HIS NAME WAS DEATH by Fredric Brown
After the big war American lives were in flux. Millions trekked to the suburbs to begin an entirely new way of life. And many of the prohibitions that had been common before the war were now relaxed.
Kurt Vonnegut once remarked that the novels of John D. MacDonald charted the Fifties and early Sixties so well that students of sociology would be able to read them decades later and get a true feel for the era.
I feel the same thing is true of several of Fredric Brown’s novels, including His Name Was Death, a novel so cunningly crafted that Anthony Boucher in the New York Times said on publication, “You’ll be compelled to read through in one sitting to one of the very few endings that have genuinely surprised me in a long time.”
In addition to the stunning story there’s also Brown’s take on mid-Fifties. His mid-Fifties. While suburban mysteries came into fashion Brown frequently wrote about life in small cities, in this case a Midwestern burg where a series of murders has baffled police and terrified the citizenry. The city resembles aspects of Brown’s Milwaukee. The characters likely resemble the people he knew in his earlier life.
Fredric William Brown was born into the working class, educated in public schools and night school as well as a year at college. Brown spent nearly twelve years working as an office worker during the Depression. From there he became a proofreader at the Milwaukee Journal. Given his penchant for drinking and his fondness for bars, Brown certainly encountered the types—if not the actual people—he uses in His Name Was Death.
The prototype for Darius Conn, small-time businessman, might well have been one of Brown’s drinking buddies. Successful but not as much as he lets on; likes his nights out with the boys because frankly his marriage has gone stale; and talks a lot about the same kind of useless dreams/fantasies heavy drinkers always talk about.
That’s the façade Conn presents anyway. In truth he murdered his wife over a year ago. The police accepted it as an accident. And his plan for becoming an important businessman is being financed by his turning his printing business into a forgery operation.
But then one afternoon the fetching Joyce Dugan, his trusted Girl Friday, talks to a man who stops in to see Conn so he can pick up some money Conn owes him. Dugan calls around and finally locates Conn who tells her, yes, use the desk fund to pay him. And then have a nice weekend. Well, turns out the desk fund doesn’t have enough so she opens the safe and takes the extra money from there. Not knowing of course that it’s counterfeit.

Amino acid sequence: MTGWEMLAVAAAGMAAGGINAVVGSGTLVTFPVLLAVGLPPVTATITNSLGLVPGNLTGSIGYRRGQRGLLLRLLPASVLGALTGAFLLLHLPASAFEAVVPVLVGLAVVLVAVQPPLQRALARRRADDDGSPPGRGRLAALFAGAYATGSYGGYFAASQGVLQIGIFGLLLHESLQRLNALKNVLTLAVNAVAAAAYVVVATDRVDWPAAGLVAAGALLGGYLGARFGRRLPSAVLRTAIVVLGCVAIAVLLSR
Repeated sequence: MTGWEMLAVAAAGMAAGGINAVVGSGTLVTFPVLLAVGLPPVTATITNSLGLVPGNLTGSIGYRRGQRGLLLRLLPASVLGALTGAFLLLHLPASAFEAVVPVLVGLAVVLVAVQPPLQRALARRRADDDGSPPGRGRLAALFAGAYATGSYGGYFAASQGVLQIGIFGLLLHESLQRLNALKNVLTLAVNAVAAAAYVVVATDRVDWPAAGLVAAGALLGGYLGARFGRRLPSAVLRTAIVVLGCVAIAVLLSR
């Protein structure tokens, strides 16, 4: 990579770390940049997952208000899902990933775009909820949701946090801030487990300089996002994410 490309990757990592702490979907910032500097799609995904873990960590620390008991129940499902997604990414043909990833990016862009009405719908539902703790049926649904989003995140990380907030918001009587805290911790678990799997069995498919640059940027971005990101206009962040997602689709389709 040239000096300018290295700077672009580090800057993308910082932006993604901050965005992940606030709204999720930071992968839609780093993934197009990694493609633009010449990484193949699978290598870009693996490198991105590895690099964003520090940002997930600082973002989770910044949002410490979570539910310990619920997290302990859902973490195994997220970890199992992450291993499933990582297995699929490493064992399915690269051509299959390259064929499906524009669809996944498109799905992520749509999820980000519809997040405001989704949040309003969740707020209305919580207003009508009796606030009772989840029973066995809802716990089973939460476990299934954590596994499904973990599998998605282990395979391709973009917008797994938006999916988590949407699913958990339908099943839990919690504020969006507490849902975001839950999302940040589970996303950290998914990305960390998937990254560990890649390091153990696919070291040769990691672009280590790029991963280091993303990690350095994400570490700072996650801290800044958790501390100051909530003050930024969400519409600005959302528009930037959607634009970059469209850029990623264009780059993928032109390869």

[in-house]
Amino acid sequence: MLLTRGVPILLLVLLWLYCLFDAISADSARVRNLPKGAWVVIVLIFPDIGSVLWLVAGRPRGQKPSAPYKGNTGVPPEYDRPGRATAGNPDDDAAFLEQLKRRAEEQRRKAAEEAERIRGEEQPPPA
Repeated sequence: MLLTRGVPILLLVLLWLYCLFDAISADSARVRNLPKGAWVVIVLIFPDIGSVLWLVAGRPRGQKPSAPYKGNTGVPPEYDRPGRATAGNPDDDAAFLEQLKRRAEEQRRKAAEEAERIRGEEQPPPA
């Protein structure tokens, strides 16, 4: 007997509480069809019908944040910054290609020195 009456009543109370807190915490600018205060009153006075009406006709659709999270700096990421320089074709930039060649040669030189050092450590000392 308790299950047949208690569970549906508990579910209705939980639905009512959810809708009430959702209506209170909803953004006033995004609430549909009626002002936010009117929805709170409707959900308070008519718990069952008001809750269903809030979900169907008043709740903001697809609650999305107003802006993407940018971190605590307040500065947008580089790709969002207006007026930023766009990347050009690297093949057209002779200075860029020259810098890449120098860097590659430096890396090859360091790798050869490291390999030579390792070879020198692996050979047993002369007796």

Brown was clearly one of those writers who enjoyed amusing himself. This story could have been told in a straight-forward fashion but it wouldn’t have near the power it does. Brown tells his tale from nine different points of view. And with a dark chuckle up his sleeve, he shows how each one of them meets his or her fate because of Joyce Dugan giving the man (an old high school boy friend, as it turns out; and a far more preferable mate than the bullying gambler she married) just a few counterfeit bills. A remarkable narrative structure that Brown used at lest twice again.
In true page-turner fashion, Brown sets up his story in an intricate set of inter-locking cliff hangers. His depictions of raw fear, terror, rage, betrayl are played off against moments of black humor and even sweet romance.
This is one of Brown’s true crowd-pleasers and should have been one of his biggest sellers. But Brown, who was often referred to as a “writer’s writer,” was never a big seller. I once talked to the man who’d been the sales manager of Bantam Books during the Fifties. His favorite writer bar none was Fred Brown. He said he did everything he could to break him out but it never happened.
So I go back to my thesis at the top. Brown did the realistic every day of the working class so well it may have limited his appeal. The time was dominated by private detectives and the romance of the mean streets. Brown’s streets were mean all right but they were filled with many of life’s losers, the kind of in-laws most of us dread having. Philip Marlowe was handsome, brave and witty. Brown’s good guys were sixty dollar a week salesmen whose ambition was to move out of their sleeping rooms into real apartments. Getting laid in a sleeping room ain’t easy.
But time has been kind to the best of Fredric Brown’s novels and stories. He has yet to develop the cult he deserves but at least his name and discussions of his work are appearing with more and more frequency on websites of film and noir.
This is one of the finest crime novels of the Fifties, a decade rich with many true masterpieces.
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